Something that I wish I did but I don't do is have a set updating schedule. Most people don't like waiting long for new content, and if you're able to write fast enough/write enough beforehand, then you could have enough content to update regularly and gain a following fast. Another thing is to be sure you interact with your readers and with other accounts who write similar genres/fandoms to you. Other accounts can see your comments on other stories. You can make friends with the author, etc. It can be a little nerve-wracking, but getting yourself out there will let others find your account more easily. Don't blatantly advertise your work, as that's seen as rude and desperate. Just make friends and have fun, and the audience should soon trickle in. Be sure to find other popular sites to utilize as well, such as fanfiction.net and Archive of Our Own.
People also mention writing style a lot, and it's okay if you don't exactly have one yet, or don't know if you even do have much of one. It's all personal preference; one friend of mine hates extra details in writing, and her stories are usually the essential details around lines of dialogue. For me, I tend to weave my character’s thought process within my story’s description itself. It's a small thing, but it took me a while before I got the hang of it, or even realized I was doing it. Don't be afraid to test out different writing styles if you haven't found one way you like to write yet because you might end up fusing two or more writing styles to create something unique to you.
Most importantly, patience is key. Having a few writing friends, in reality and on Wattpad, makes the whole writing process a lot easier and more fun, even if you don't end up writing at all.
8. What advice would you give to teachers who want to encourage their students to post their work online?
Make sure to let students understand that ‘their best’ might not always make them popular. Original works are probably the hardest to gain a following for, as people aren't invested in your plot/characters from the get-go like they would be with fanfiction. And on Wattpad, many cliché and romanticized stories are most famous, like a One Direction fanfic called After that gained so much popularity that it was published after the names were changed up so it wasn't technically a fanfic anymore. Lots of stories on Wattpad that seem like little to no effort was put into them will probably have tons of popularity, and that's okay. Most people on Wattpad are preteen or younger teenage girls, and that demographic tends to go toward the cliché and more meme-like stories. One of my closest friend wrote a Wattpad story that gained a huge following (about 435K and counting), and she'd written it when she'd first started Wattpad at age twelve. Now, about four years later, she recognizes its flaws and hopes to rewrite it someday. Every writer can grow to be better, no matter how badly they begin.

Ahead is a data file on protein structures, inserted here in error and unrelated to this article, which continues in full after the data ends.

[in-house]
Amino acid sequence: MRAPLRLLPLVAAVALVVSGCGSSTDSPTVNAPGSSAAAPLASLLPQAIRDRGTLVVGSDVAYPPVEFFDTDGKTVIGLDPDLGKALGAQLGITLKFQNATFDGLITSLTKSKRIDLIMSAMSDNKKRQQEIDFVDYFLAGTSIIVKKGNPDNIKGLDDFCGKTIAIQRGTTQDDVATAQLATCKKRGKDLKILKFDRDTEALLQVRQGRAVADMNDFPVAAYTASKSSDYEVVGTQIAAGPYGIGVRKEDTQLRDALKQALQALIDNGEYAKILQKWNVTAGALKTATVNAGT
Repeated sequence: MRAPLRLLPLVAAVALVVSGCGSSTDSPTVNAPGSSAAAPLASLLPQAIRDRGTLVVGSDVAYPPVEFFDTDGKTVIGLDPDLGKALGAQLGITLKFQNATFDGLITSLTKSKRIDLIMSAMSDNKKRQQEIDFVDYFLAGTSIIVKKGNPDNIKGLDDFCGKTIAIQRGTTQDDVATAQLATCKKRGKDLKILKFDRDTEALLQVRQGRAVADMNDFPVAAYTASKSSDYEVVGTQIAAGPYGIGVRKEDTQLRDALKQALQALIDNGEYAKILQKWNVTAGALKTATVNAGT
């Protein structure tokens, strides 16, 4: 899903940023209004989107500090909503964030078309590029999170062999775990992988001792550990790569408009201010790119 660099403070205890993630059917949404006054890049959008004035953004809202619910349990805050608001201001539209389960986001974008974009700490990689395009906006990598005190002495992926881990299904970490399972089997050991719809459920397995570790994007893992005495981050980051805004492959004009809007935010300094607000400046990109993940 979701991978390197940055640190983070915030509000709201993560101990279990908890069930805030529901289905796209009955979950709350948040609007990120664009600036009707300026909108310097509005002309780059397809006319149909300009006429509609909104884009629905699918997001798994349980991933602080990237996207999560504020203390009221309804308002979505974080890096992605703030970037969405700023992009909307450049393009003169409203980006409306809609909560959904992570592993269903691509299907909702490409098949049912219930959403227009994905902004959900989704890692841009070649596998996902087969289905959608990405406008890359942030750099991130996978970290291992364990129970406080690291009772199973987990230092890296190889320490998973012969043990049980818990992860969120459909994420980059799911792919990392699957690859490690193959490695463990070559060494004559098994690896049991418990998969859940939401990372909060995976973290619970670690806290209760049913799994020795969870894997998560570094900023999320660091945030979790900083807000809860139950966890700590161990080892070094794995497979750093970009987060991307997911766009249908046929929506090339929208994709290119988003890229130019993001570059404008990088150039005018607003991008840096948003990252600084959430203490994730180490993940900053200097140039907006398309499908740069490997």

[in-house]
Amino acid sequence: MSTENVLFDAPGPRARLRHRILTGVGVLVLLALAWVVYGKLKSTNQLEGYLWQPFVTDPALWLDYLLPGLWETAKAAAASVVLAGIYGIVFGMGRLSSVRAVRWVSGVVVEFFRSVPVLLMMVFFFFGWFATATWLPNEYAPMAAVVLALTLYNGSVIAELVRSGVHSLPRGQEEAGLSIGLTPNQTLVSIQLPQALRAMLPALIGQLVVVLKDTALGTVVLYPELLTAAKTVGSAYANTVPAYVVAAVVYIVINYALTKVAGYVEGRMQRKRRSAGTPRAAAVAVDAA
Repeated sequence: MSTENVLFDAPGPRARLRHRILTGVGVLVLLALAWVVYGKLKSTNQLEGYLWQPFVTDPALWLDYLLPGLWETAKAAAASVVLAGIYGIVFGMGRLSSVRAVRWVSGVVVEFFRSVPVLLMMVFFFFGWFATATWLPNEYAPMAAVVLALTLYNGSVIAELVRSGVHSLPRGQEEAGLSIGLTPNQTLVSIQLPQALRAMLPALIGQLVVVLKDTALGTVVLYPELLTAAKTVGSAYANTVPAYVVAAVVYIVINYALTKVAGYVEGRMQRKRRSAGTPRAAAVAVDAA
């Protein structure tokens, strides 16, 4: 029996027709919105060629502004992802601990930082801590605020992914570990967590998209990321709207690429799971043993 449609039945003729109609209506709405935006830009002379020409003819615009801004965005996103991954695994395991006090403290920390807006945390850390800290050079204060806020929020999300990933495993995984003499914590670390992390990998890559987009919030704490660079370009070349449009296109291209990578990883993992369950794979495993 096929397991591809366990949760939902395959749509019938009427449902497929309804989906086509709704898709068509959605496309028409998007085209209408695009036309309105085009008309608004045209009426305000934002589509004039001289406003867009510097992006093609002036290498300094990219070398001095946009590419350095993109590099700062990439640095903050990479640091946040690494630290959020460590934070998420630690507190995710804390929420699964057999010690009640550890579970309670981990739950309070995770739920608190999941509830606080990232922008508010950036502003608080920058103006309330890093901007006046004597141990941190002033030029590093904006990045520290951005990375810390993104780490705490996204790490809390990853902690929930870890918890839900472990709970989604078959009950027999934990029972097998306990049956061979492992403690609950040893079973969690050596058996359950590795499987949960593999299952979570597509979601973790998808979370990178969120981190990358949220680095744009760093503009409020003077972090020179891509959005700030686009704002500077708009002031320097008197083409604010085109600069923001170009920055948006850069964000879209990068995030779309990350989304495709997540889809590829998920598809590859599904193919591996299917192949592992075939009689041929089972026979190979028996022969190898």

Writing teachers who would like to find opportunities for encouraging students to engage with an online audience have an almost overwhelming number of choices. Rather than trying to master everything available, a good first step is let the students lead the way. A surprising number may have already begun developing a following on Medium, Tumblr, Archive of Our Own, or Wordpress. As a second step, writing teachers can take the plunge themselves, posting their own work online and beginning to learn about what it takes to develop an audience. Or perhaps students would prefer to submit their work the old-fashioned way, sending their poetry, stories, and and narrative essays to established magazines and journals, many of which also host contests for young writers. The site, newpages.com offers advice, opportunities, and a peek into the most exciting journals published today. It’s a great place for young writers to begin discovering their audience.